We reach the Mississippi River at Natchez, a city that once had more millionaires than New York. It’s the home of Greg Iles a modern writer whose prosecutor character, Penn Cage, returns to his family in Natchez and finds it filled with depravity, sex, corruption and other issues that fuel a series of ripper novels. And it’s here, at the splendid Stanton Hall, that I have the crispy, tender southern fried chicken I’ve been expecting.

Finally New Orleans. I have magical memories from my first visit here and it doesn’t disappoint. The French Quarter still has narrow streets, lacy balconies, tucked away courtyards with pretty fountains, jazz groups, blackened catfish and cute buildings next to others collapsing from age and neglect. Tennessee Williams found the gay population and cheap accommodation suited him enormously saying: “people reinvent themselves here”. He and Capote were renowned for their carousing and drunkenness, as was Faulkner. Walt Whitman, John Galsworthy, Gertrude Stein, Flannery O’Connor, Eudora Welty and many more fell under its spell. Anne Rice, author of The Vampire Chronicles was born here.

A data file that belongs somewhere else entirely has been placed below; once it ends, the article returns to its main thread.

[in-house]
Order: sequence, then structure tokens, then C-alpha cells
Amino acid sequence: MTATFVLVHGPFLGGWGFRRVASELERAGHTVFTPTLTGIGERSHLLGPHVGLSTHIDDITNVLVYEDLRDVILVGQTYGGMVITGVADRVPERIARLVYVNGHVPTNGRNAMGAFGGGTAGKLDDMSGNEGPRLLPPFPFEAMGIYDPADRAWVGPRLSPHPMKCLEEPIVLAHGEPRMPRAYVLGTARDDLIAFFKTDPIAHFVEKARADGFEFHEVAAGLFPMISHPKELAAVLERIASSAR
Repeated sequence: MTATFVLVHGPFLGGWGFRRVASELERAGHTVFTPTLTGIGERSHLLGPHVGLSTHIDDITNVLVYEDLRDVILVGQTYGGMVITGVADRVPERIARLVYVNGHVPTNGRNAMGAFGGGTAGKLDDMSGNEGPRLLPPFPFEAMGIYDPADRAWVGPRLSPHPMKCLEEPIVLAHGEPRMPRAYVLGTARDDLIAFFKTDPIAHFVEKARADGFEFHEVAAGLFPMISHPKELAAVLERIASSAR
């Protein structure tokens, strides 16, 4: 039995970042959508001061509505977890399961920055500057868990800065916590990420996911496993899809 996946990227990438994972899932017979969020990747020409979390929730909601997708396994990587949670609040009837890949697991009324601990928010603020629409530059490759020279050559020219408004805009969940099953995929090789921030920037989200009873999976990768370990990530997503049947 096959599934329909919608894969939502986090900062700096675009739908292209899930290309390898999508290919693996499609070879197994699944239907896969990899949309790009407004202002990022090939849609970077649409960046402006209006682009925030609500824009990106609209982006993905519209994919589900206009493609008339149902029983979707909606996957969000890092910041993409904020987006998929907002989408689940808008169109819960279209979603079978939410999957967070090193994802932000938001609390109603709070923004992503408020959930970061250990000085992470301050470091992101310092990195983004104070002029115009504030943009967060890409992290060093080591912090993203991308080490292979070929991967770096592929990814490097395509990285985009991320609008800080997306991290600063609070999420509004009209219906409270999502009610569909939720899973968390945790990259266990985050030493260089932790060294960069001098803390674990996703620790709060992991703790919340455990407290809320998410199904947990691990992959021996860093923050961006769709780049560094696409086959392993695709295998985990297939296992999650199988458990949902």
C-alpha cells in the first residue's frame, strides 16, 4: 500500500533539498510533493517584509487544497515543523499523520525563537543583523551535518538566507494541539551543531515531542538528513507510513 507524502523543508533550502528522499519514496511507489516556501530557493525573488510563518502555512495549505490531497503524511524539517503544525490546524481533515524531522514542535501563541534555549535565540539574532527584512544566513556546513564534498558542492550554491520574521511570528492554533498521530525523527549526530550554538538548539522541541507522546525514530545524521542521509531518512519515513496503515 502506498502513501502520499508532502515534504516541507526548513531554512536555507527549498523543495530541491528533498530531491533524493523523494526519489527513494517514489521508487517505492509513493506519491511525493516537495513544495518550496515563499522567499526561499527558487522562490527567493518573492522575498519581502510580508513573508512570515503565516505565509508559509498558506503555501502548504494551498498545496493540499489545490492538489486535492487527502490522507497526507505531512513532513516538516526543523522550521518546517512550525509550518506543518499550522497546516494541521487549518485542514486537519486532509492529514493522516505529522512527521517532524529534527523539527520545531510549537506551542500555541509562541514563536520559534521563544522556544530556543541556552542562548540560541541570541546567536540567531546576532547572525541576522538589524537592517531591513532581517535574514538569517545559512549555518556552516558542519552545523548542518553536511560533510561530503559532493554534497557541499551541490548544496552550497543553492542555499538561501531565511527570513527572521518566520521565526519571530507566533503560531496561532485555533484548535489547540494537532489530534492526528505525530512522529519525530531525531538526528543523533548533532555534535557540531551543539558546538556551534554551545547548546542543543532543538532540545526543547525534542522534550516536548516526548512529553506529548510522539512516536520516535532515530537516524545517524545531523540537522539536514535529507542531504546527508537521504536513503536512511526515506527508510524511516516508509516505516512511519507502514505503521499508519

The list goes on but my tour is over. As a writer, I’m left reflecting on how the cotton barons, slavery, Civil War and the Civil Rights movement have produced so much material for so many writers. As Faulkner famously said: “I never know what I think about something until I read what I’ve written about it.”

Our last resting place is the charming Bourbon Orleans Hotel and our last dinner is at Galatoire’s restaurant where the rich and famous dine and Williams had Stella take Blanche in A Streetcar Named Desire.